19. We’ve used E-collars for three out of our four pets. When our two cats had surgery, we tried the soft E-collars (we also tried a self made sweater for one of them). They did not work and they were able to fold them to get to their sutures. Now it’s hard plastic E-collars for everyone in our house when they need it. Lesson learned lol.

  20. i have a soft collar that i use when necessary. however, my dog breeder told me abt using a paper plate and cutting out the middle, then staple it around their neck. this is for small dogs. it works great and they can eat better and move around much better with the paper plate. you just cut out the middle and wrap it around and staple. i put tape over the staples. you can put on a new one everyday.

  21. My dog has never had surgery for which I am so grateful. Thanks for sharing all of your alternatives to the hard neck cone. I have seen friend’s pets looking so miserable having to wear one of the hard cones.

  22. My poor dog could have died from his plastic e collar. My English bulldog has been dealing with eye issues for about a year now. He’s had his entropian eyelids fixed along with a recent surgery to repair a deep ulcer. I am using the comfy cone for this past surgery (4weeks) in the cone, because something awful happened to him in his regular plastic e collar.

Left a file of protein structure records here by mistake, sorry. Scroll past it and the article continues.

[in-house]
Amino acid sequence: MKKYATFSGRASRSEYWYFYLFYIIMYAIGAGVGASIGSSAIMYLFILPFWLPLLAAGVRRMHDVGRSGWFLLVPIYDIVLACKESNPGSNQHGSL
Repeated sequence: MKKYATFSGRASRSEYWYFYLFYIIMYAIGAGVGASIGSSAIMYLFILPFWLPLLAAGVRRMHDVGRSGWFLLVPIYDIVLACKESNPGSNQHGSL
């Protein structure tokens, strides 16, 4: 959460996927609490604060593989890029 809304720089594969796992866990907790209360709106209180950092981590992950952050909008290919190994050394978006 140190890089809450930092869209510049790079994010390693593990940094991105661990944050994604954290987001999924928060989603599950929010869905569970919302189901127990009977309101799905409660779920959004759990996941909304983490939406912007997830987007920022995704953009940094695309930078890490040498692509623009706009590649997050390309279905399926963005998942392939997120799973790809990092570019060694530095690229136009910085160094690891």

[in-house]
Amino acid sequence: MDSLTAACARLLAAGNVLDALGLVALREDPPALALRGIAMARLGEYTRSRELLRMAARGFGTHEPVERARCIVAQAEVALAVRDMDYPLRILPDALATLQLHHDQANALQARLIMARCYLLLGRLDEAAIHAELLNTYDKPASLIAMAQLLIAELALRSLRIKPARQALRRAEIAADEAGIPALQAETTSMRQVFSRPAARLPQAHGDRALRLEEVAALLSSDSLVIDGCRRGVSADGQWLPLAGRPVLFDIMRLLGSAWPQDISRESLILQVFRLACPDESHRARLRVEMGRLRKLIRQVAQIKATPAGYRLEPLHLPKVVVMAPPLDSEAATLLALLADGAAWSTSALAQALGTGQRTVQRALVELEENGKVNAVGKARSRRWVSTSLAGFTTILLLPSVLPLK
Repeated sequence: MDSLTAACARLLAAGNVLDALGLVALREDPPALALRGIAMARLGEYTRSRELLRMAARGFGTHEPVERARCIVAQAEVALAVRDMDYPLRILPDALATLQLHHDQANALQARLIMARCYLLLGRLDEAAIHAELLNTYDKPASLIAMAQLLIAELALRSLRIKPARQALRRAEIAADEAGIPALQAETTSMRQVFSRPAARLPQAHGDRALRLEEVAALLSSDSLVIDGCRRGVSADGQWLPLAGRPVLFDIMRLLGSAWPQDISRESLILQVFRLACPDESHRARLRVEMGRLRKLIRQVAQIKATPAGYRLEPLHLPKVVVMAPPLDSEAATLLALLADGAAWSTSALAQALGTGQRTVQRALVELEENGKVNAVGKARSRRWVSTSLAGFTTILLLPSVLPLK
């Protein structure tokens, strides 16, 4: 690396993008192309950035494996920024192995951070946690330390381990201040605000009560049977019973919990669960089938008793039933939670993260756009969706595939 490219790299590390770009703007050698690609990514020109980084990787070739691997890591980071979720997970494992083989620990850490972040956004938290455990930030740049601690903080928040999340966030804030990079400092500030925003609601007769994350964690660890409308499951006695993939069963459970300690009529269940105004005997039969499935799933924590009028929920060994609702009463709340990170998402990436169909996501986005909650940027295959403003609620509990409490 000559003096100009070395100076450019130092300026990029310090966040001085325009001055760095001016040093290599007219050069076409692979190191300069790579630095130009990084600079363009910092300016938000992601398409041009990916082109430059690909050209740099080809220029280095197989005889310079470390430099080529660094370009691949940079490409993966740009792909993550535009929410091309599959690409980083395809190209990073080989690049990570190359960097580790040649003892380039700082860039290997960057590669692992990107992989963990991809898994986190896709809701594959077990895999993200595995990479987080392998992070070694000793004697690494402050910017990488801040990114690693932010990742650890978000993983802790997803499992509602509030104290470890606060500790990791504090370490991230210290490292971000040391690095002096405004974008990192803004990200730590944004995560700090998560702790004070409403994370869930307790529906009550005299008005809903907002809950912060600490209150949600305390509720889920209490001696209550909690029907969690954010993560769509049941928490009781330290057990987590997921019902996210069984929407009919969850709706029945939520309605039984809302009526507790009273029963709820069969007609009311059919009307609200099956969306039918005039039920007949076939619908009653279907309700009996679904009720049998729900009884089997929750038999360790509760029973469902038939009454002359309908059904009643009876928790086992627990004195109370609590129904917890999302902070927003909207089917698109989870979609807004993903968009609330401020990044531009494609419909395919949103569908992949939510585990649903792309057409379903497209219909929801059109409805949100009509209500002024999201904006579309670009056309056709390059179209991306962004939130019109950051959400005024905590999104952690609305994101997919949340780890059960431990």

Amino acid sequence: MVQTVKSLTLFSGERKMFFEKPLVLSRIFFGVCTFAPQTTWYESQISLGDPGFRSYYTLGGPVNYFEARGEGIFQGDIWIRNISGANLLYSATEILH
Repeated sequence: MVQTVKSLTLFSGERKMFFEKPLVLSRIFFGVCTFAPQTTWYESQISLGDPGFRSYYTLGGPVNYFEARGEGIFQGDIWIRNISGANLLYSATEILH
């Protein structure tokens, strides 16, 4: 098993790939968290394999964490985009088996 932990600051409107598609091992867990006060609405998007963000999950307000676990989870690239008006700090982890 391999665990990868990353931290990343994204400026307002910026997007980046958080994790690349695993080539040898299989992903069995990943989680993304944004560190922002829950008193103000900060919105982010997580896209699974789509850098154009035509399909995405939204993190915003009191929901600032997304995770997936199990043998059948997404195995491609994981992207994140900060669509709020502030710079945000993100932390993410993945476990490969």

A few months ago when he had a different ulcer healing from dry eye, he was given meds and a cone to wear while it healed. He had been used to the cone for a few days at this point and when we were home, he would always be monitored right near us with his cone on, and in his kennel when we were at work. I left the room one night to do something for about a minute and I heard my dog gasping for air and I ran to him as he was running to me. Somehow His cone got bent and was sticking into his trachea and cutting off his airway. Luckily i was home and was able to remove it quickly, because my dog would have suffocated and died if I wasn’t. It was so scary for both me and my pup. I’m not exactly sure how he managed to bend it, he may have walked into a wall or the end of the couch after I left the room for that minute, Who knows. All I know if that he will never again wear a regular plastic Elizabethan collar. This comfy cone is a miracle to me currently as he is now healing from his second surgery and has to wear it for 4 weeks. Just beware of the potential dangers of the plastic cones. It may have been a total freak accident that happened to my dog because I have never heard of that happening either. I just don’t want it happening to anyone else’s little friend.